The third issue was that of compensation. In most of the examples we have been referred
to, compensation was paid as directed by the Native Land Court. However, we note the exam-
ple identified by counsel, of the taking of Paokahu and Awapuni 1k in 1944 for roading, where
the court declined to direct compensation. We have also been referred to the takings of up to
5 per cent of Crown-granted blocks for roading, for which compensation was not payable
under legislative provisions. The Crown has itself acknowledged that in order to achieve an
appropriate balance between article 1 kawanatanga and article 2 rangatiratanga, the Crown
must be measured in its approach to compulsory takings, and must pay fair market
   Finally, we consider whether the Crown is justified in retaining lands taken compulsorily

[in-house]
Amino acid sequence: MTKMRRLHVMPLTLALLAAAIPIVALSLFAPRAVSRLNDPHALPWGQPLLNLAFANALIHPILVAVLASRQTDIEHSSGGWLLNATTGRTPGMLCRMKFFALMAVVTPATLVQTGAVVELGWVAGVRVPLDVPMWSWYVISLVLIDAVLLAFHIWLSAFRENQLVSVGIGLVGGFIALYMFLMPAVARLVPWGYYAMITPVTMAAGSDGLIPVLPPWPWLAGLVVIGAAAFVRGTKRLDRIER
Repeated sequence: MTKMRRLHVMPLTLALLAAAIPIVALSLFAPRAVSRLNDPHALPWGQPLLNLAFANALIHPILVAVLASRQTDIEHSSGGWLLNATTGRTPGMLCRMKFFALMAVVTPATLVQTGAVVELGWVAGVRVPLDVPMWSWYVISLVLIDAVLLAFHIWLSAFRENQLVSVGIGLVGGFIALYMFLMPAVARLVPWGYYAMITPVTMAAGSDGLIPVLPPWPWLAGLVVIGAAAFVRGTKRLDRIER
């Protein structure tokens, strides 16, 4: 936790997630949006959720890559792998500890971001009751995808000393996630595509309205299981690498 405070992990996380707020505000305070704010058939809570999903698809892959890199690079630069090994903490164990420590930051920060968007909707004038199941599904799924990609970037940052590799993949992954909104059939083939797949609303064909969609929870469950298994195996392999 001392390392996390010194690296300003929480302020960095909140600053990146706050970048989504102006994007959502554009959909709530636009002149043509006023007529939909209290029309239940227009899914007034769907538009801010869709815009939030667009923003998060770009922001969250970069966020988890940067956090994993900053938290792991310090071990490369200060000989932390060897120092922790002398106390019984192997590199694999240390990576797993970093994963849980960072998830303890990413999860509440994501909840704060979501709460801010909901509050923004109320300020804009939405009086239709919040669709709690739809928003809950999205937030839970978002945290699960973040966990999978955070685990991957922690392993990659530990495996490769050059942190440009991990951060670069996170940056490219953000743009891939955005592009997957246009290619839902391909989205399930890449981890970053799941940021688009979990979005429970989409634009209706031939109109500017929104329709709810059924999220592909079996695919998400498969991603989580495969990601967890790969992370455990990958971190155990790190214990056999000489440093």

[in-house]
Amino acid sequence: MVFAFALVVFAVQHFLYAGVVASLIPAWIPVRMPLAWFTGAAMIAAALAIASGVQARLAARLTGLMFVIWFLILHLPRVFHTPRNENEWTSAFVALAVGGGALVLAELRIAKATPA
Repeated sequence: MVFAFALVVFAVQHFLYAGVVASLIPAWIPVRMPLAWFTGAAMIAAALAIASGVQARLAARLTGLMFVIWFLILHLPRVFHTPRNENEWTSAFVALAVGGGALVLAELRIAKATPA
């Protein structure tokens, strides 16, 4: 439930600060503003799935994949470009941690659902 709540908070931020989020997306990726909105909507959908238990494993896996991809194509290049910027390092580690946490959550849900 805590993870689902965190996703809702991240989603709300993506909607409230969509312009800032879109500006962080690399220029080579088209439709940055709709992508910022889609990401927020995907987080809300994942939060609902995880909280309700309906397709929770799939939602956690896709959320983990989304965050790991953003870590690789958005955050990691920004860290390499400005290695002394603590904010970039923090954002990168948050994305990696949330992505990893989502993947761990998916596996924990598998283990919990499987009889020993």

but no longer recquired. It is clear from the evidence presented to us that, historically, land
taken under Public Works Acts and subsequently not required was not returned to Turanga
Maori. In general, it was retained and used for other purposes or sold. We acknowledge that
the legislation did not always provide for such lands to be returned. However, we believe that
such a provision should have been required by a Crown Treaty partner striving to actively pro-
tect Maori in the retention of their lands. It is our view that land taken compulsorily should
be returned, or offered back to the original owners or their successors as acknowledged in
principle in the Public Works Act 1981. We find accordingly.

  92. Waitangi Tribunal, The Napier Hospital and Health Services Report (Wellington: Legislation Direct, 2001), p68
  93. New Zealand Maori Council v Attorney-General [1987] 1 NZLR 641, 665, 683 (Waitangi Tribunal, The Napier
Hospital and Health Services Report, p67)
  94. Document h14(24), p4